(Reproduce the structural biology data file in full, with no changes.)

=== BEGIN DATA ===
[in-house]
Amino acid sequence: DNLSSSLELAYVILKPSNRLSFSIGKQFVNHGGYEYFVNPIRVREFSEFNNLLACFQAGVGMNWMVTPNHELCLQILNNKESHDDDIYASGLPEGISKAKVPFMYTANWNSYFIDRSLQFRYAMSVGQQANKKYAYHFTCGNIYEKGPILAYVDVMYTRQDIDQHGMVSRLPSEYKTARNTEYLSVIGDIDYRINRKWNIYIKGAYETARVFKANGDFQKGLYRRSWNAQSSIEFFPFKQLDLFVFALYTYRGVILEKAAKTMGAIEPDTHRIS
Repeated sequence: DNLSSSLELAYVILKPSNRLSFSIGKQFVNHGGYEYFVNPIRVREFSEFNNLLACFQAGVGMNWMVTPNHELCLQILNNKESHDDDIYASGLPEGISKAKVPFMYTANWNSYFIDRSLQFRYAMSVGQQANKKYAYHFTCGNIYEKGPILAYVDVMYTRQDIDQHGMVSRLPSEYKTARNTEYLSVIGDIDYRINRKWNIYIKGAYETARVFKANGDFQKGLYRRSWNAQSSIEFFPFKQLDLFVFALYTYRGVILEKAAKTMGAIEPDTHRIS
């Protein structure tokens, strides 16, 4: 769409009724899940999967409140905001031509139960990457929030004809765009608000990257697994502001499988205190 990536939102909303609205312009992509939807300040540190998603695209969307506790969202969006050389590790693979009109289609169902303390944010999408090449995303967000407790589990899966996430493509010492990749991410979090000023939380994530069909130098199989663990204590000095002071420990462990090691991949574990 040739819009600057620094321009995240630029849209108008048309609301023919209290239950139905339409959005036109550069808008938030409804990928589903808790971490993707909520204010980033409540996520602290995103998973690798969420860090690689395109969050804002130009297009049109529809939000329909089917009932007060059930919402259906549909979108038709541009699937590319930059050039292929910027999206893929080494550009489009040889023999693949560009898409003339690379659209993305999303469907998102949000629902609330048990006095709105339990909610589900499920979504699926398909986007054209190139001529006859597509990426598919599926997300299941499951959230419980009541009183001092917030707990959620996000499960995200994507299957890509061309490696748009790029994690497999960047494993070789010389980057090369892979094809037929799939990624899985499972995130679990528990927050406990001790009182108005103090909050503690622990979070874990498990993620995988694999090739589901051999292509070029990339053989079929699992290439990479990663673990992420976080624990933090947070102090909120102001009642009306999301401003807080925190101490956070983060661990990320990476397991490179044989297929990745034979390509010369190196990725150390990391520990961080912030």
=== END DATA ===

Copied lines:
[in-house]
Amino acid sequence: DNLSSSLELAYVILKPSNRLSFSIGKQFVNHGGYEYFVNPIRVREFSEFNNLLACFQAGVGMNWMVTPNHELCLQILNNKESHDDDIYASGLPEGISKAKVPFMYTANWNSYFIDRSLQFRYAMSVGQQANKKYAYHFTCGNIYEKGPILAYVDVMYTRQDIDQHGMVSRLPSEYKTARNTEYLSVIGDIDYRINRKWNIYIKGAYETARVFKANGDFQKGLYRRSWNAQSSIEFFPFKQLDLFVFALYTYRGVILEKAAKTMGAIEPDTHRIS
Repeated sequence: DNLSSSLELAYVILKPSNRLSFSIGKQFVNHGGYEYFVNPIRVREFSEFNNLLACFQAGVGMNWMVTPNHELCLQILNNKESHDDDIYASGLPEGISKAKVPFMYTANWNSYFIDRSLQFRYAMSVGQQANKKYAYHFTCGNIYEKGPILAYVDVMYTRQDIDQHGMVSRLPSEYKTARNTEYLSVIGDIDYRINRKWNIYIKGAYETARVFKANGDFQKGLYRRSWNAQSSIEFFPFKQLDLFVFALYTYRGVILEKAAKTMGAIEPDTHRIS
């Protein structure tokens, strides 16, 4: 769409009724899940999967409140905001031509139960990457929030004809765009608000990257697994502001499988205190 990536939102909303609205312009992509939807300040540190998603695209969307506790969202969006050389590790693979009109289609169902303390944010999408090449995303967000407790589990899966996430493509010492990749991410979090000023939380994530069909130098199989663990204590000095002071420990462990090691991949574990 040739819009600057620094321009995240630029849209108008048309609301023919209290239950139905339409959005036109550069808008938030409804990928589903808790971490993707909520204010980033409540996520602290995103998973690798969420860090690689395109969050804002130009297009049109529809939000329909089917009932007060059930919402259906549909979108038709541009699937590319930059050039292929910027999206893929080494550009489009040889023999693949560009898409003339690379659209993305999303469907998102949000629902609330048990006095709105339990909610589900499920979504699926398909986007054209190139001529006859597509990426598919599926997300299941499951959230419980009541009183001092917030707990959620996000499960995200994507299957890509061309490696748009790029994690497999960047494993070789010389980057090369892979094809037929799939990624899985499972995130679990528990927050406990001790009182108005103090909050503690622990979070874990498990993620995988694999090739589901051999292509070029990339053989079929699992290439990479990663673990992420976080624990933090947070102090909120102001009642009306999301401003807080925190101490956070983060661990990320990476397991490179044989297929990745034979390509010369190196990725150390990391520990961080912030």